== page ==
Abu Dhabi projects by Zaha Hadid and Jean Nouvel accused of ‘exploitation’ by human rights group
Zaha Hadid and Jean Nouvel are among architects singled out by US-based organisation Human Rights Watch for the ‘abuse and severe exploitation’ of construction labourers occurring on their projects at Abu Dhabi’s luxury Saadiyat Island development.
In an 80-page report published last week, entitled The Island of Happiness: Exploitation of Migrant Workers on Saadiyat Island, Abu Dhabi, Human Rights Watch found that, despite slow improvements in timely payment of wages and labour conditions, abuses such as passport withholding and fines are still occurring.
Under government developer the Tourism Development and Investment Company (TDIC), Saadiyat Island (‘Happiness Island’ in Arabic) is being developed into a £17 billion tourism and cultural centre, comprising a Nouvel-designed Louvre, Foster + Partners’ Sheikh Zayed National Museum and Hadid’s Performing Arts Centre, all yet to be completed.
Human Rights Watch called on the architects, and institutions such as the Louvre, to obtain enforceable contractual guarantees that construction companies will protect workers’ fundamental human rights.
‘These international institutions need to show that they will not tolerate or benefit from the gross exploitation of these migrant workers,’ said Sarah Leah Whitson, Middle East and North Africa director at Human Rights Watch.
Julian Carlson, a director at Pascall + Watson, which was recently appointed by Ateliers Jean Nouvel to work on the Louvre project, said: ‘We haven’t reached the stage yet where we engage with the construction industry, but we are committed to supporting our client in achieving equitable working conditions.’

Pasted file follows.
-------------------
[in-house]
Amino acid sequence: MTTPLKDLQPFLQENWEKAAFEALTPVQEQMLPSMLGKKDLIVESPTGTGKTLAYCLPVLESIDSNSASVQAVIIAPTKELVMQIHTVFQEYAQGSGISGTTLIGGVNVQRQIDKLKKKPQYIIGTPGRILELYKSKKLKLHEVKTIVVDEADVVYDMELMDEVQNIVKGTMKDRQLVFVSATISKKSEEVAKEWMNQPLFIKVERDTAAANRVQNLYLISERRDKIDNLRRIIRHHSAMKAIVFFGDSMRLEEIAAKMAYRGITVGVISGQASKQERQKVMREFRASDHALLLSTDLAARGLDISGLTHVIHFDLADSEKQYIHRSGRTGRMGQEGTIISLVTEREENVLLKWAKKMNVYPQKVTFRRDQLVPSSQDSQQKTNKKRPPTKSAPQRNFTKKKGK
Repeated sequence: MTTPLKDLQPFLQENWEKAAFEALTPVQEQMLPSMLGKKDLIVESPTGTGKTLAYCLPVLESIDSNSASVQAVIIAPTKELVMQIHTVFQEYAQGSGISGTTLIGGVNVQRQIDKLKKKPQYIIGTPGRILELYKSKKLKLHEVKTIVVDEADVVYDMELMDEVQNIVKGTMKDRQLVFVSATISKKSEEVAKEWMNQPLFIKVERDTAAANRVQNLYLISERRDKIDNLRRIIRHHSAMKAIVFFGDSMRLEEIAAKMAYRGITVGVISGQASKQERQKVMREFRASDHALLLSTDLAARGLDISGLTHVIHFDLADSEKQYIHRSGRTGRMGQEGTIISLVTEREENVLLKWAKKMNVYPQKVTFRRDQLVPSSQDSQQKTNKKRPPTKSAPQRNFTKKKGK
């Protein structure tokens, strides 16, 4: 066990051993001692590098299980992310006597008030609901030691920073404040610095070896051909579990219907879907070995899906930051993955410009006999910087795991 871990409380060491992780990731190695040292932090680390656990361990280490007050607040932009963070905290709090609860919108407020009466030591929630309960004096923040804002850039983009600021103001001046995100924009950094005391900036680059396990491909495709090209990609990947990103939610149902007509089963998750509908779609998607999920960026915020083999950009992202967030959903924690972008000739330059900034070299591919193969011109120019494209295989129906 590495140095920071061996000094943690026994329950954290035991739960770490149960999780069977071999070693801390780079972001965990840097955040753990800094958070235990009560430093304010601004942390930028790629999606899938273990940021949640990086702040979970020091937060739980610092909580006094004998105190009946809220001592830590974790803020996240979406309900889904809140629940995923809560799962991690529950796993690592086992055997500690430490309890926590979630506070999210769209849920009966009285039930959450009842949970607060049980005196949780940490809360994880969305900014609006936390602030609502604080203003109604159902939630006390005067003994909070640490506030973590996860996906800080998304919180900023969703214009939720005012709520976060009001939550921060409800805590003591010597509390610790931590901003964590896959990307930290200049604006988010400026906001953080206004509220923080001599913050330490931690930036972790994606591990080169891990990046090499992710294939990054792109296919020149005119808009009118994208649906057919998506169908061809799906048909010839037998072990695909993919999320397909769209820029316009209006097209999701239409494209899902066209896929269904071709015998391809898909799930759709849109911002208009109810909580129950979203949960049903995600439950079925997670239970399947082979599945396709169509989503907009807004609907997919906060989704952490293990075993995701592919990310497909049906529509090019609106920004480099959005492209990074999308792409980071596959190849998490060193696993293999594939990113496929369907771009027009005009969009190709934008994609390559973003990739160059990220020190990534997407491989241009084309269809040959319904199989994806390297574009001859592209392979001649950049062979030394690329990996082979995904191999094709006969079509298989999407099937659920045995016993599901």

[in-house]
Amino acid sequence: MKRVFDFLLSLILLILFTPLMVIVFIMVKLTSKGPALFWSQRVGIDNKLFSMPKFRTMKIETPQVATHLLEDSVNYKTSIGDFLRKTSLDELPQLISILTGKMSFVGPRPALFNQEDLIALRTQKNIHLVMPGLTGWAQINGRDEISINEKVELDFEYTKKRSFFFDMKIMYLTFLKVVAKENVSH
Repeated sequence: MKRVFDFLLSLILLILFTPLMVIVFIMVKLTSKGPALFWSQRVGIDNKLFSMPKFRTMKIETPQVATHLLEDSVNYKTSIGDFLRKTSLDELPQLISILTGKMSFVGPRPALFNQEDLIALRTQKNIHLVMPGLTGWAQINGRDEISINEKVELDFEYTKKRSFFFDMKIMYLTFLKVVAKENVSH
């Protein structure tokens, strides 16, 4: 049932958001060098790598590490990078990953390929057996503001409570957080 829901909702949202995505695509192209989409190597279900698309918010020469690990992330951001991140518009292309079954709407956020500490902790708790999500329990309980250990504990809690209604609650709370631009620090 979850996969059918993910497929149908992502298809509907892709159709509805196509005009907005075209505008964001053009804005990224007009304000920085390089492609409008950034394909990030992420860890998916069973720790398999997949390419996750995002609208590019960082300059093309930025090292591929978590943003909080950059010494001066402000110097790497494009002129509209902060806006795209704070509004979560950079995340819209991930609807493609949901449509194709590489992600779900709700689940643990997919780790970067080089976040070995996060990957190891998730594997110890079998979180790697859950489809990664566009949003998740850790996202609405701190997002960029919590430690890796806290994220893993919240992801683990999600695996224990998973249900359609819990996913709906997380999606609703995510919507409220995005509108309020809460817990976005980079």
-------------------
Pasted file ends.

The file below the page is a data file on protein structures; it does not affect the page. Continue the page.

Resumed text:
A statement from Zaha Hadid Architects said: ‘We take the Human Rights Watch report very seriously… As a partner in the Abu Dhabi Performing Arts Centre project, Zaha Hadid Architects is confident the implementation of policies included in the TDIC CSR [Corporate Social Responsibility] Report 2009 address the issues raised by Human Rights Watch.’
In response to the report, TDIC issued a statement saying that the report ‘not only neglects TDIC’s policies, procedures and actions relating to worker welfare, but also makes misleading assertions and false assumptions’.
Meanwhile a spokesman for Foster + Partners said: ‘As architects appointed by TDIC for the Zayed National Museum, we fully support every effort that TDIC have outlined in their CSR Report, and indeed the considerable work they have already done to ensure the workers employed on all of their projects enjoy their core labour rights.
‘In particular we were pleased that TDIC have established an in-house Department of Employment Practices Compliance - a step which we think will further protect workers on their projects. TDIC have promised regular updates on their values in areas of sustanability, health and safety, labour practices and philanthropy and Foster + Partners are looking forward to working with them in order to acheive those values.’
Correction: An earlier version of this post contained references to a project’s design architect, Gehry Partners, LLP. These references were made without having spoken to the practice and have been removed. We regret any misunderstanding.